This isn't functionally that far off some existing answers, but I wanted to stick a little more tightly to what I can cite (EDIT: I have corrected the initial quotes from script PDFs to match film dialog--all changes are minor, but check edit log if you care to see). This may make it less satisfying :)
If we can trust the Architect (and, as Neo makes clear, he does), the most direct answer to this question is (this is near the end of scene 269 from the October 27 2001 script--the page is numbered 120, but it's logical page 127 in the PDF):
You are here because Zion is about
to be destroyed, its every living
inhabitant terminated. Its entire
Given the architect's general precision and candor, I think it's defensible to interpret his "entire existence eradicated" quite literally.
This doesn't really answer your root material question (whether it's the same cavern or a new location), but it does hint that their plans account for eradicating all evidence Zion existed.
A few pages before this (scene 266, numbered page 118, logical page 124), after the Architect tells Neo that there have been 5 previous iterations, they have this exchange:
There are only two possible
... either no one told me, or no
I guess there are a number of ways to interpret this depending on how we imagine both Neo and the Architect understand the nuances of who "no one" includes. The Architect hasn't quite told Neo about the "intuitive program" yet, so Neo might include the Oracle in that set, or just humans outside of the matrix.
In any case, I'm inclined to take the Architect's answer very literally again--his absolute certainty that no one outside the matrix knows is further evidence that this is a core consideration of the design.
It isn't explicit in your question, but there's also (as has come up here) the question of why Neo wouldn't just tell the next 23 (which would make the question of evidence moot...)
Here's one more quote from the Architect (scene 270, numbered page 121, logical page 128):
The function of the One is to now
return to the Source, allowing a
temporary dissemination of the
code you carry, reinserting the
prime program after which you will
be required to select from the
Matrix twenty three individuals,
sixteen female, seven male, to
plus what Morpheus tells Neo in the first film (scene 43, numbered pages 43-44 and logical 44-45 in the March 29, 1998 numbered shooting script):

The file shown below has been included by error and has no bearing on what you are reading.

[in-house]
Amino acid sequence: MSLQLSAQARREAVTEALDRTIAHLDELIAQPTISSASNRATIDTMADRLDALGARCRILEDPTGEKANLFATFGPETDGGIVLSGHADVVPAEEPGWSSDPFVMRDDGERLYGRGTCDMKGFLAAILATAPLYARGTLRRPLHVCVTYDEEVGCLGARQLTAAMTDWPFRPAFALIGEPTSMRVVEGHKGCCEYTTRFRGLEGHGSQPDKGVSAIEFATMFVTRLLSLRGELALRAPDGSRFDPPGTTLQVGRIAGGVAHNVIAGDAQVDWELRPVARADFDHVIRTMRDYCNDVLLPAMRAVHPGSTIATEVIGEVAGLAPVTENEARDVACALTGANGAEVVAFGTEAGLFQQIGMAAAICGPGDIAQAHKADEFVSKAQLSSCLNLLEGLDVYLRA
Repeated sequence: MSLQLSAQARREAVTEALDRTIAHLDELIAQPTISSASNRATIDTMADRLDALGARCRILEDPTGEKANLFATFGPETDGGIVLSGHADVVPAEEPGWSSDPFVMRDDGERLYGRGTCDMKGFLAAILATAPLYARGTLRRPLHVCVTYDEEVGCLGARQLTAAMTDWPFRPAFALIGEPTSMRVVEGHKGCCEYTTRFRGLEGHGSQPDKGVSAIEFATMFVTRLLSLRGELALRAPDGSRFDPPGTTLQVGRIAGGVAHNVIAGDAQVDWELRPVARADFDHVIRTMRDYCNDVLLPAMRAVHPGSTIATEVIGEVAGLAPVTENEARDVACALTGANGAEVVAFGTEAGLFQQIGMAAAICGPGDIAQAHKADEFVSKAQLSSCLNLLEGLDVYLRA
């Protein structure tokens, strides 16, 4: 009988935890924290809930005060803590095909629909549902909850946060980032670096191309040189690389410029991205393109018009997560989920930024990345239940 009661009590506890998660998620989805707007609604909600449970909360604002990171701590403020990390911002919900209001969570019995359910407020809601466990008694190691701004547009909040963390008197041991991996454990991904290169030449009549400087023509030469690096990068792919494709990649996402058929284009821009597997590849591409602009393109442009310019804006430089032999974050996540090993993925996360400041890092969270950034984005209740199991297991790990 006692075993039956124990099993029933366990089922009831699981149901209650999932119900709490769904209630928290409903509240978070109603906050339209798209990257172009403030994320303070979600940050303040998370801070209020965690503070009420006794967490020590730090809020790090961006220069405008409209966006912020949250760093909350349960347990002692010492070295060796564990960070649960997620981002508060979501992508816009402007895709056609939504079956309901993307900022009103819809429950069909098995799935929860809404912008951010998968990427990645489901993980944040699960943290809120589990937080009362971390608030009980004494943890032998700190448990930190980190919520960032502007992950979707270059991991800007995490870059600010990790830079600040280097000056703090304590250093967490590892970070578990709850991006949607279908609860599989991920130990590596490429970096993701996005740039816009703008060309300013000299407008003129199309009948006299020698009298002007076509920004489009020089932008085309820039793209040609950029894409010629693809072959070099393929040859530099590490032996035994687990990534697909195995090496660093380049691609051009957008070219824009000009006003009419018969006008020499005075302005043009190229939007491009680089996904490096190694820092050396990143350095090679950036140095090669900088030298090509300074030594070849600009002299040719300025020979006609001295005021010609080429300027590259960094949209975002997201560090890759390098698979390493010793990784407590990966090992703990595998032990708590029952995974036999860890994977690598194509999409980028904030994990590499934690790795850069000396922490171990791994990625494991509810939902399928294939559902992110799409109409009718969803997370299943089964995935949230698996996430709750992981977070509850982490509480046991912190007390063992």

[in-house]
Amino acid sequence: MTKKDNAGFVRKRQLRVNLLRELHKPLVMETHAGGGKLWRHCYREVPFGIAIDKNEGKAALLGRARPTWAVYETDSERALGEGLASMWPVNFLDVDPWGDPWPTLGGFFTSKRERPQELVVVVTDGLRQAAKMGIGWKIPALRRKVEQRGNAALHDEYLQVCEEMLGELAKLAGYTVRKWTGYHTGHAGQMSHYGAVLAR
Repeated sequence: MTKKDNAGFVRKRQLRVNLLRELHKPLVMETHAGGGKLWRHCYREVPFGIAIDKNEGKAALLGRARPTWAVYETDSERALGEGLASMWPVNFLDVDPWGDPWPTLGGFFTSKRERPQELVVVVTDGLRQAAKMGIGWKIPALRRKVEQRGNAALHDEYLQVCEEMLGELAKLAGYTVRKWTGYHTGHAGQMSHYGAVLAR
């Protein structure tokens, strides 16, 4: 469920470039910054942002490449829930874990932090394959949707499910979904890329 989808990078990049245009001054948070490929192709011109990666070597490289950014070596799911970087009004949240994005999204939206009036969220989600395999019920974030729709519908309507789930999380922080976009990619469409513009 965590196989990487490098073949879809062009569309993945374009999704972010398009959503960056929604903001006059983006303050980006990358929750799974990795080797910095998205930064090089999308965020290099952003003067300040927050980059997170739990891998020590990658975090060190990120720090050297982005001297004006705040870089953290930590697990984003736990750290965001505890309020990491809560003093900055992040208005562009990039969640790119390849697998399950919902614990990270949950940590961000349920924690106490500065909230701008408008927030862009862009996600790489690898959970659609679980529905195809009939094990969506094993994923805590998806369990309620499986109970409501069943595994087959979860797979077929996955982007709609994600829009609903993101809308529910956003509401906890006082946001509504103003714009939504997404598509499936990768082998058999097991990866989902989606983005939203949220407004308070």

When the Matrix was first built
there was a man born inside who
had the ability to change what he
wanted, to remake the Matrix as he
saw fit. It was he who
freed the first of us, taught
us the truth. As long as the
Matrix exists, the human race will
never be free.
After he died, the Oracle
prophesied his return and
that his coming would
hail the destruction of the
Matrix, end the war, bring
freedom to our people. That is
why there are those of us who
spent our entire lives
searching the Matrix, looking for
There are a few things here that never seemed to square to me.
I doubt what Morpheus tells us about the man who can remake the matrix is "true" (especially if that man is end-of-the-last-iteration Neo), at least in the literal sense Morpheus seems to believe it. It's hard to imagine the system remaining stable for very long with an individual possessing that sort of power on the loose (consider that this description suggests vastly more power than rogue Smith or Neo ever demonstrate) unless that individual is basically just serving/supporting the system.
It seems like previous-iteration Neo would tell the first 23 people freed unless:
- He finds or is given some compelling reason to lie to the initial 23.
- He has no contact with them. He just picks who the machines release.
- It's actually a new iteration of Neo's archetype with the function/directive to free the first 23 and then die (but still--they have to all be freed in a fairly short timeframe to have much chance at rebuilding...)
There's not much bedrock to reason from out this far, but my personal suspicion has been that returning to the source is a terminal action for previous-iterations-Neo, and that the "man" Morpheus tells us about (and probably also the Oracle's prophecy about him) is just part of the mythos/backstory the machines synthesize for the first people they (the machines) release. This seems to square well enough (not that other ideas don't...) with the Architect's certainty that the humans won't figure this out.